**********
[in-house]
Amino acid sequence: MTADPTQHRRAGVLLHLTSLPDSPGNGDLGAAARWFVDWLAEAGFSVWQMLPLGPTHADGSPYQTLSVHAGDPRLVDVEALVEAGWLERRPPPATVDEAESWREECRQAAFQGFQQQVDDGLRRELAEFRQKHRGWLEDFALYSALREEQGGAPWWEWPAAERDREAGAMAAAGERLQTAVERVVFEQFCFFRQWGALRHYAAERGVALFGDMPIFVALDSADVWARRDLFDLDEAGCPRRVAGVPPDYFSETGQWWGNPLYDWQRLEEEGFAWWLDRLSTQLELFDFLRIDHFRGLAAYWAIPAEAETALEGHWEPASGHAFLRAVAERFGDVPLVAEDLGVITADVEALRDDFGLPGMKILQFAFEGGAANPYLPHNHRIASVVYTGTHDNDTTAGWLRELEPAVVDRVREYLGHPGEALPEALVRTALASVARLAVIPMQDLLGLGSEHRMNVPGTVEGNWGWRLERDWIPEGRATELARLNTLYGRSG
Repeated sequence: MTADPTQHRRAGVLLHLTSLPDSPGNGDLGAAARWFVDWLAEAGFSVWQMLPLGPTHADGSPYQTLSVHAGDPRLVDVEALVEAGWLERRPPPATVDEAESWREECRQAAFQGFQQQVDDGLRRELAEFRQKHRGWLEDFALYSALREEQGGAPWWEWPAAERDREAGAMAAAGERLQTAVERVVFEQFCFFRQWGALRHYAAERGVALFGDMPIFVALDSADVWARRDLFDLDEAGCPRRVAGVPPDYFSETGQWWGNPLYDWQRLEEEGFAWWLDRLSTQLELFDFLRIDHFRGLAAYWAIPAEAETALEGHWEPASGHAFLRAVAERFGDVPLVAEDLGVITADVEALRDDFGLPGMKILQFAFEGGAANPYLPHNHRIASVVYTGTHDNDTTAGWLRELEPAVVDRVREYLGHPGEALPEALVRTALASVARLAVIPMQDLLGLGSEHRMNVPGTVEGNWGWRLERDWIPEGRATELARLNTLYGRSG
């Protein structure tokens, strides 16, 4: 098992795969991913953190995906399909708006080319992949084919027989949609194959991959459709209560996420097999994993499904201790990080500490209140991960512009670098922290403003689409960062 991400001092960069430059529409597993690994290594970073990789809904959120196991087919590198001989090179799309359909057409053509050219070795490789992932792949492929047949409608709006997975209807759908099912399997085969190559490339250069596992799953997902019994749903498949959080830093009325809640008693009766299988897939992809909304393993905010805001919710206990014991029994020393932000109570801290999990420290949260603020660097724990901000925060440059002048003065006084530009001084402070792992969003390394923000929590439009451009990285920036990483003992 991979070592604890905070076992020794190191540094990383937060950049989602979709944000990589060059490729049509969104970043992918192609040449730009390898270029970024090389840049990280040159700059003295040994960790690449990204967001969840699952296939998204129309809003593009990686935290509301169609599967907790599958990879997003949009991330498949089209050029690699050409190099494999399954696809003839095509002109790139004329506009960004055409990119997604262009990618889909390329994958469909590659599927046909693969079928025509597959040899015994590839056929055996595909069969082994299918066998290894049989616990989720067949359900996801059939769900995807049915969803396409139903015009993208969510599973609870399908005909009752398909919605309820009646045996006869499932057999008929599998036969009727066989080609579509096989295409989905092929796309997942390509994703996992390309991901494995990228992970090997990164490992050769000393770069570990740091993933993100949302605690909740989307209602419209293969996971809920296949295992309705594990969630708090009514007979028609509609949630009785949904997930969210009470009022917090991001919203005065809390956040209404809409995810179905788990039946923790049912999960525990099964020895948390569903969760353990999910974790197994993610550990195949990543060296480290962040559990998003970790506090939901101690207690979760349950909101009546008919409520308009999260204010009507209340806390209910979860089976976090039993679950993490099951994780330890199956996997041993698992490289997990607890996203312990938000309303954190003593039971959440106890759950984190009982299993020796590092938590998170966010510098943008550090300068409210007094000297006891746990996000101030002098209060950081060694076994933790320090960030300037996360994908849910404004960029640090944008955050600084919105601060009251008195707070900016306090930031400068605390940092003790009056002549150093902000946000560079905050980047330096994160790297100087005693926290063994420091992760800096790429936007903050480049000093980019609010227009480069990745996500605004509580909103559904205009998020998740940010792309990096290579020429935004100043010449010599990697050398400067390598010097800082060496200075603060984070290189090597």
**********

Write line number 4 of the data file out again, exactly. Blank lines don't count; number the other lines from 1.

């Protein structure tokens, strides 16, 4: 098992795969991913953190995906399909708006080319992949084919027989949609194959991959459709209560996420097999994993499904201790990080500490209140991960512009670098922290403003689409960062 991400001092960069430059529409597993690994290594970073990789809904959120196991087919590198001989090179799309359909057409053509050219070795490789992932792949492929047949409608709006997975209807759908099912399997085969190559490339250069596992799953997902019994749903498949959080830093009325809640008693009766299988897939992809909304393993905010805001919710206990014991029994020393932000109570801290999990420290949260603020660097724990901000925060440059002048003065006084530009001084402070792992969003390394923000929590439009451009990285920036990483003992 991979070592604890905070076992020794190191540094990383937060950049989602979709944000990589060059490729049509969104970043992918192609040449730009390898270029970024090389840049990280040159700059003295040994960790690449990204967001969840699952296939998204129309809003593009990686935290509301169609599967907790599958990879997003949009991330498949089209050029690699050409190099494999399954696809003839095509002109790139004329506009960004055409990119997604262009990618889909390329994958469909590659599927046909693969079928025509597959040899015994590839056929055996595909069969082994299918066998290894049989616990989720067949359900996801059939769900995807049915969803396409139903015009993208969510599973609870399908005909009752398909919605309820009646045996006869499932057999008929599998036969009727066989080609579509096989295409989905092929796309997942390509994703996992390309991901494995990228992970090997990164490992050769000393770069570990740091993933993100949302605690909740989307209602419209293969996971809920296949295992309705594990969630708090009514007979028609509609949630009785949904997930969210009470009022917090991001919203005065809390956040209404809409995810179905788990039946923790049912999960525990099964020895948390569903969760353990999910974790197994993610550990195949990543060296480290962040559990998003970790506090939901101690207690979760349950909101009546008919409520308009999260204010009507209340806390209910979860089976976090039993679950993490099951994780330890199956996997041993698992490289997990607890996203312990938000309303954190003593039971959440106890759950984190009982299993020796590092938590998170966010510098943008550090300068409210007094000297006891746990996000101030002098209060950081060694076994933790320090960030300037996360994908849910404004960029640090944008955050600084919105601060009251008195707070900016306090930031400068605390940092003790009056002549150093902000946000560079905050980047330096994160790297100087005693926290063994420091992760800096790429936007903050480049000093980019609010227009480069990745996500605004509580909103559904205009998020998740940010792309990096290579020429935004100043010449010599990697050398400067390598010097800082060496200075603060984070290189090597």